In this paper, the authors report the impact of metal-ligand bonding interactions on the free electron density and the localized surface plasmon resonance response of monoclinic, sub-stoichiometric, and two-dimensional tungsten oxide nanoplatelets, with the hopes of improving understanding of the role of surface ligand chemistry in the enhancement of LSPR properties.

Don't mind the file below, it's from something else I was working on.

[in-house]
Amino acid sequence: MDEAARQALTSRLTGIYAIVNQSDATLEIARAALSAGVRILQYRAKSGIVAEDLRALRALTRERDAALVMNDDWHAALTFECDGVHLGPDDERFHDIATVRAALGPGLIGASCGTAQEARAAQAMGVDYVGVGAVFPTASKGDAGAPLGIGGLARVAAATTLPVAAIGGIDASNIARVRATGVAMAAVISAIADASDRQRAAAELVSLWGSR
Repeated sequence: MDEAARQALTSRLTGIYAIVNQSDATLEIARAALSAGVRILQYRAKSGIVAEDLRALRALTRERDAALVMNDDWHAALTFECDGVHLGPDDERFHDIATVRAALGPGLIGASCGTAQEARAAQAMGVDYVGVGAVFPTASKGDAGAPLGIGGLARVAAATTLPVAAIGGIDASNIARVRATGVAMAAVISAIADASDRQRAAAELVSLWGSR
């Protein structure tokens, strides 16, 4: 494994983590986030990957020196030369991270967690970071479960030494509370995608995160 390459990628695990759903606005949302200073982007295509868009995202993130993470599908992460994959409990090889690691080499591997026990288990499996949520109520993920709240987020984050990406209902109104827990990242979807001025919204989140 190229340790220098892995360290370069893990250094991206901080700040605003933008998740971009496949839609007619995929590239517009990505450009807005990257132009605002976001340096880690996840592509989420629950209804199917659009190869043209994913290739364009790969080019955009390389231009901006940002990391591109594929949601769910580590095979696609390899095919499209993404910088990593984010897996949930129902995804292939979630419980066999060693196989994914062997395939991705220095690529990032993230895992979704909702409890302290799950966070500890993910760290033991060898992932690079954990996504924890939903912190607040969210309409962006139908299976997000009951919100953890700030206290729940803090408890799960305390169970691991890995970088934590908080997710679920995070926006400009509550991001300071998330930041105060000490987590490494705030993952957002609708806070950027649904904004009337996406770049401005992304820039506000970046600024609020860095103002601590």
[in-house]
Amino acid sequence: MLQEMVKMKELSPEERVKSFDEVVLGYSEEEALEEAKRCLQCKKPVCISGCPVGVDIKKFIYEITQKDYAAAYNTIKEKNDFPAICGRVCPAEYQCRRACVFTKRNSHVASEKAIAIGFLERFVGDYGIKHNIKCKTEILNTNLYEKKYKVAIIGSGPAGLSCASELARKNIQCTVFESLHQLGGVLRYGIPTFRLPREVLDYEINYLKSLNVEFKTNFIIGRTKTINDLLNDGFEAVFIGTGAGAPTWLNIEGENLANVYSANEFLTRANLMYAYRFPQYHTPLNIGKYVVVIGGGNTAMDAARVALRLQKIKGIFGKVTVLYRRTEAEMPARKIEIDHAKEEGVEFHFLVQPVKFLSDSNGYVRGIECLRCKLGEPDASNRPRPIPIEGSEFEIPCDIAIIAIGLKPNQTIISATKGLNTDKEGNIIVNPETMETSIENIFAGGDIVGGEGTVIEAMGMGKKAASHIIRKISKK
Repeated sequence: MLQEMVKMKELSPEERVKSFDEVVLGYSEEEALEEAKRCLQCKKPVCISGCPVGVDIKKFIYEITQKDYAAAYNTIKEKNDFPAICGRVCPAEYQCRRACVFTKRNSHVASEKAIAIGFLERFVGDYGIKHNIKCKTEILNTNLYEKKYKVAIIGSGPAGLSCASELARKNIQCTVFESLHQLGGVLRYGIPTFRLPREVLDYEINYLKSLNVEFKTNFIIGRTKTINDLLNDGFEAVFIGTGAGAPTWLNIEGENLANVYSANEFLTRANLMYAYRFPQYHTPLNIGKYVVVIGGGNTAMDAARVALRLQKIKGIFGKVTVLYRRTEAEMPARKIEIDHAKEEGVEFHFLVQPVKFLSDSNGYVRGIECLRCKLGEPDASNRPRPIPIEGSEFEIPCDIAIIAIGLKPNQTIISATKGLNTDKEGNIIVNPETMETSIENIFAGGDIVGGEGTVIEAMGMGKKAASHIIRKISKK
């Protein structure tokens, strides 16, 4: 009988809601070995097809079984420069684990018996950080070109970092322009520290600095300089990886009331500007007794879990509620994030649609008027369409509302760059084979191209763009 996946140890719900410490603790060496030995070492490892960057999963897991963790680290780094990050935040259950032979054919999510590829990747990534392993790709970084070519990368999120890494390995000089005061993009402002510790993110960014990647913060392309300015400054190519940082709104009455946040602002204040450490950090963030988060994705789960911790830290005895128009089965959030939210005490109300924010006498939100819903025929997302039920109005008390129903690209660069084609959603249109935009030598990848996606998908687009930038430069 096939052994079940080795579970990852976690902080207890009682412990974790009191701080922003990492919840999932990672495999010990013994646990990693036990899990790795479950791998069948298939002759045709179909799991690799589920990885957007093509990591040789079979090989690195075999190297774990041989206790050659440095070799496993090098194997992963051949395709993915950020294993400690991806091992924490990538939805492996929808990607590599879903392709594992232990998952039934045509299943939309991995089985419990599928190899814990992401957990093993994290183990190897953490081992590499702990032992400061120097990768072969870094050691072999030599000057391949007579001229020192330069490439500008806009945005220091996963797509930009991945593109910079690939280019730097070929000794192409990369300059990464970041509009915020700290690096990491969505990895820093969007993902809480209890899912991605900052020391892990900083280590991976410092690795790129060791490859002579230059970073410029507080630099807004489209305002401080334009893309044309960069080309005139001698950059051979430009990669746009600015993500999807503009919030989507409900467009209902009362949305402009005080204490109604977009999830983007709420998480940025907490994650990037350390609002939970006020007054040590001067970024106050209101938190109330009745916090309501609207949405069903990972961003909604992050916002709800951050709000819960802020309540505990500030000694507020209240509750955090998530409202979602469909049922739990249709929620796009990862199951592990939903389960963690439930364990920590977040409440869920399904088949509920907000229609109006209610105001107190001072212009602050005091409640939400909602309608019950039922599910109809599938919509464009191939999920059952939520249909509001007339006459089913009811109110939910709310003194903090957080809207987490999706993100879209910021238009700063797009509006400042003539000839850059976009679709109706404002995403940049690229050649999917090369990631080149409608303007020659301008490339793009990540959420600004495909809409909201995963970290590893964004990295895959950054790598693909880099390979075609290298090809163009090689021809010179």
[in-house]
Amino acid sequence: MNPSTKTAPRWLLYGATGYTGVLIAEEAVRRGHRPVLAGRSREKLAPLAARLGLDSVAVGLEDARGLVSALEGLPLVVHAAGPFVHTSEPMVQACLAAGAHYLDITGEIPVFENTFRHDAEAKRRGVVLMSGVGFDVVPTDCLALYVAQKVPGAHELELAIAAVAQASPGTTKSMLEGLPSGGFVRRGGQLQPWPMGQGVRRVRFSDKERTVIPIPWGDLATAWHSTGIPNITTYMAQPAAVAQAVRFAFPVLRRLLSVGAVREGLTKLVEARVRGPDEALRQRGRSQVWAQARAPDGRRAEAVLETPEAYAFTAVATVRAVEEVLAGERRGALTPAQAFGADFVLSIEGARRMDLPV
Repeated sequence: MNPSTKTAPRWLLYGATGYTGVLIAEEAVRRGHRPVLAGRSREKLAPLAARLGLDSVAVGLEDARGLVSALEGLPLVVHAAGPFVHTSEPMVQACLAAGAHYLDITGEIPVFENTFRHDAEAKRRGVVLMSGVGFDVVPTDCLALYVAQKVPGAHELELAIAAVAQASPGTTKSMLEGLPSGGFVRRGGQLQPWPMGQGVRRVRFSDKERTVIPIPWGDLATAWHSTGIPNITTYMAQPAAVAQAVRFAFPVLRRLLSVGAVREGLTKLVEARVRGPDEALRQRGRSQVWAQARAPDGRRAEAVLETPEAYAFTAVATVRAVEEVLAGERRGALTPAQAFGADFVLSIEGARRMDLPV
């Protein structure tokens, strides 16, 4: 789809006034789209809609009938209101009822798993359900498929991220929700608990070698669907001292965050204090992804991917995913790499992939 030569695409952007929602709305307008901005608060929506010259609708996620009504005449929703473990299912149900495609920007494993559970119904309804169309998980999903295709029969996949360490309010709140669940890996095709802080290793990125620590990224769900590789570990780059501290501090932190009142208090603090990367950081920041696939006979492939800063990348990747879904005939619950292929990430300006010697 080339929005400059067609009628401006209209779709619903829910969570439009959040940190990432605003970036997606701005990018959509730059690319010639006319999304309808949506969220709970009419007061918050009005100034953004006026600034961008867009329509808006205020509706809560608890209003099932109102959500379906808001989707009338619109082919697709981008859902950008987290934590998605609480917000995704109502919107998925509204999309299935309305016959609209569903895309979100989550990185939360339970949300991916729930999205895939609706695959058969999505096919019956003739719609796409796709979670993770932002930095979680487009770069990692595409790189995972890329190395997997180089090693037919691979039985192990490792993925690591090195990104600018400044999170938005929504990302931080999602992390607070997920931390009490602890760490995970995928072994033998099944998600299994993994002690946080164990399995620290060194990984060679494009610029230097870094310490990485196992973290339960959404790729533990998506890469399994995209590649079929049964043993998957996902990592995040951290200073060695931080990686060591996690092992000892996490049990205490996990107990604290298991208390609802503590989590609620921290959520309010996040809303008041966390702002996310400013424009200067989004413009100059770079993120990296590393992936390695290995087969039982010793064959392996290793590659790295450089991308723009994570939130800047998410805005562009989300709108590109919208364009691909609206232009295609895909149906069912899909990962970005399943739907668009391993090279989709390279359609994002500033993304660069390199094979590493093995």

The localized surface plasmon resonance (LSPR) properties of nanocrystals (NCs) allow manipulation of optical responses by controlling their morphology, free carrier density, and local dielectric environment. In this context, semiconductor NCs, in which plasmonic properties arise due to various types of doping, provide unique opportunities in tailoring LSPR properties for a wide range of applications as viable alternatives to expensive noble metal NCs. Although extensive works have been done to control the LSPR properties of semiconductor NCs via doping, the role of surface ligand chemistry in the enhancement of LSPR properties remains poorly understood. Incomplete passivation of surface atoms creates dangling bonds and surface trap states that together could compromise the free carrier density and thus optoelectronic properties. Here, the authors report the impact of metal-ligand bonding interactions on the free electron density (Ne) and the LSPR response of monoclinic, sub-stoichiometric, and two-dimensional tungsten oxide (WO3–x) nanoplatelets (NPLs). The LSPR properties of WO3–x NPLs arise from the presence of free electrons in the conduction band as a result of oxygen vacancies in the monoclinic crystal. In situ surface passivation of unpurified colloidal WO3–x NPLs with X-type alkylphosphonate (R-PO32–) produces an LSPR peak in the near-infrared region of the electromagnetic spectrum. X-ray photoelectron, electron paramagnetic, and Raman spectroscopic data support the presence of a tridentate PO3–W3 bonding motif that allows increased passivation of shallow surface trap states, leading to an experimentally determined Ne value of 8.4 × 1022 cm–3. Furthermore, experimentally determined bonding characteristics are correlated with density functional theory calculations. The authors also evaluate the effect of the high Ne values of NPLs on their refractive index sensitivity. Together, the knowledge gained regarding surface-ligand-chemistry-controlled manipulation of the plasmonic properties in semiconducting metal oxide NPLs and the high Ne values of WO3–x NPLs achieved may result in sizable advancement in various LSPR-driven applications such as sensing and energy storage and conversion schemes. Publisher Abstract Provided